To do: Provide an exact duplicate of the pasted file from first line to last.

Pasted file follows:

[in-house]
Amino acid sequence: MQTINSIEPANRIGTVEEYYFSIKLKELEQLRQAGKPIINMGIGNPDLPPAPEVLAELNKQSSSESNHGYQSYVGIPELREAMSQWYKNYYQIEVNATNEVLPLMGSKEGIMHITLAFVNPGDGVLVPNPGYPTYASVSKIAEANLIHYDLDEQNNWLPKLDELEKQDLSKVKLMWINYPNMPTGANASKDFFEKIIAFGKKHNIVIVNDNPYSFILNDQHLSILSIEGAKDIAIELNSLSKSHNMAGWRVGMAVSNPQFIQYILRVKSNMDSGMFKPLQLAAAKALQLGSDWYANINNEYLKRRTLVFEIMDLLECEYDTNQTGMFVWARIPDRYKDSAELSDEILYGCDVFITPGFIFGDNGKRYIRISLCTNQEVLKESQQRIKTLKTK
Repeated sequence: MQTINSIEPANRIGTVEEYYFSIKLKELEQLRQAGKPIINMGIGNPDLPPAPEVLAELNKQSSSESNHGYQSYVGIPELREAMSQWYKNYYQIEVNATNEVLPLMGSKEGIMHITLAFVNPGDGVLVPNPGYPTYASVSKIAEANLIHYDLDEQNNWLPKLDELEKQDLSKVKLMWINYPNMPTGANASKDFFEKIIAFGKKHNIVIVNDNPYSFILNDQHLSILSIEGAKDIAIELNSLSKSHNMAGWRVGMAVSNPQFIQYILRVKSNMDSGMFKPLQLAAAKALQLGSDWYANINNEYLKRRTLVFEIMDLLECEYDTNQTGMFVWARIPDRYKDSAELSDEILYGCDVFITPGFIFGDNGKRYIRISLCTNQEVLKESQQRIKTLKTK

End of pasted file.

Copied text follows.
[in-house]
Amino acid sequence: MQTINSIEPANRIGTVEEYYFSIKLKELEQLRQAGKPIINMGIGNPDLPPAPEVLAELNKQSSSESNHGYQSYVGIPELREAMSQWYKNYYQIEVNATNEVLPLMGSKEGIMHITLAFVNPGDGVLVPNPGYPTYASVSKIAEANLIHYDLDEQNNWLPKLDELEKQDLSKVKLMWINYPNMPTGANASKDFFEKIIAFGKKHNIVIVNDNPYSFILNDQHLSILSIEGAKDIAIELNSLSKSHNMAGWRVGMAVSNPQFIQYILRVKSNMDSGMFKPLQLAAAKALQLGSDWYANINNEYLKRRTLVFEIMDLLECEYDTNQTGMFVWARIPDRYKDSAELSDEILYGCDVFITPGFIFGDNGKRYIRISLCTNQEVLKESQQRIKTLKTK
Repeated sequence: MQTINSIEPANRIGTVEEYYFSIKLKELEQLRQAGKPIINMGIGNPDLPPAPEVLAELNKQSSSESNHGYQSYVGIPELREAMSQWYKNYYQIEVNATNEVLPLMGSKEGIMHITLAFVNPGDGVLVPNPGYPTYASVSKIAEANLIHYDLDEQNNWLPKLDELEKQDLSKVKLMWINYPNMPTGANASKDFFEKIIAFGKKHNIVIVNDNPYSFILNDQHLSILSIEGAKDIAIELNSLSKSHNMAGWRVGMAVSNPQFIQYILRVKSNMDSGMFKPLQLAAAKALQLGSDWYANINNEYLKRRTLVFEIMDLLECEYDTNQTGMFVWARIPDRYKDSAELSDEILYGCDVFITPGFIFGDNGKRYIRISLCTNQEVLKESQQRIKTLKTK